Change Your Mind, Consider Meditation
Author: Nikki Pangborn
Meditation practices vary across cultures and religions, each with its unique goals and methods. For instance, Buddhist meditation focuses on directing attention towards the body, thoughts, and breath, while Hinduism-based meditation aims to achieve a mental state called "Samadhi," characterized by a sense of losing self and duality to attain a state of "nothingness" (Tomasino et al., 2014). However, the common thread among most meditation practices is the intention to cultivate awareness of specific internal or external stimuli for psychological and physical benefit.
Current research is exploring the potential neurological, functional, cognitive, and mental health-related changes induced by meditation. Several studies have investigated these outcomes using techniques such as electroencephalography (EEG), functional magnetic resonance imaging (fMRI), structural MRI, and behavioural measures. As graduate students facing stress, it may be worthwhile to explore how meditation may be helpful for you. While research in this field is still limited, there are some important trends worth noting.
One area of interest is how meditation can influence functional brain networks and subsequently cognitive functioning. Kang et al. (2013) conducted a study using diffusion tensor imaging (DTI) and structural MRI, comparing cortical thickness differences between experienced and inexperienced meditators. The results revealed greater cortical thickness in the anterior regions of the frontal and temporal lobes among those who regularly meditate. While cognitive differences were not specifically examined, the authors suggest that these regions, involved in emotional processing, may contribute to positive variations in emotional functions between meditators and non-meditators.
Other research has directly measured the impacts of meditation on neurological and cognitive function using various meditation practices. Ding et al. (2015) employed the Chinese Remote Association Task (RAT) and fMRI to compare behavioral and neurological differences between participants practicing an experimental meditation (Integrative Body-Mind Training - IBMT) and a control condition (Relaxation Training - RT). The results showed that the IBMT group performed better on the RAT, with a higher proportion of correct responses compared to the RT group. Cognitive differences were also supported by distinct regional brain activation between groups, including increased activity in the right cingulate gyrus (implicated in cognitive control) and the insula (involved in perception and self-awareness) among participants practicing IBMT.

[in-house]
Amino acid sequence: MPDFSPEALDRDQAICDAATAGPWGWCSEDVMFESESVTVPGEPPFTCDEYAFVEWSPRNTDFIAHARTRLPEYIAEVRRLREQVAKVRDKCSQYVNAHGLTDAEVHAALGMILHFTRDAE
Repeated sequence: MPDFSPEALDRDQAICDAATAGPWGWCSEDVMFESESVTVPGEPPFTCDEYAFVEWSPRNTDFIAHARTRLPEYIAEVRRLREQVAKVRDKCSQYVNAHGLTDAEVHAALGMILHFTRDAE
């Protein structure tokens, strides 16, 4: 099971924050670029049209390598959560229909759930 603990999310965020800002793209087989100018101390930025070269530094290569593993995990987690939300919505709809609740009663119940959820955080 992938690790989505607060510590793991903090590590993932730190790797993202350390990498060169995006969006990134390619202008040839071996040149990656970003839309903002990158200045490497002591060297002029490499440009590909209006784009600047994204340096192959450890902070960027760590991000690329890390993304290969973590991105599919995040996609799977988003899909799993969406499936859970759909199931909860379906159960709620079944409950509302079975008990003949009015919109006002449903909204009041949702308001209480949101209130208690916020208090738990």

However, it is important to note that this research has limitations, and other studies examining meditation's effects on brain activity have found null results. For example, Lutterveld et al. (2017) found no differences in functional connectivity across theta, alpha, or beta bands between experienced and novice meditators using EEG, suggesting a lack of differences in neuronal connectivity. Thus, further research is necessary to determine whether meditation induces changes in brain activity or function.
Of particular interest to students is research studying the benefits of meditation on mental health. Meditation as a means of reducing stress or anxiety is commonly associated with the practice, and there is substantial research supporting this notion. Krishnakumar et al. (2015) discussed how meditation might indirectly impact anxiety through altered neurotransmitter activity. For example, Tibetan Buddhist meditators displayed increased cerebral blood flow in the prefrontal cortex, indirectly stimulating GABA activity which correlates with reduced anxiety. Additionally, research on norepinephrine levels, which are believed to be heightened in individuals with anxiety, found that individuals who practiced meditation following heart failure exhibited reduced levels of norepinephrine compared to those who only attended weekly therapy sessions.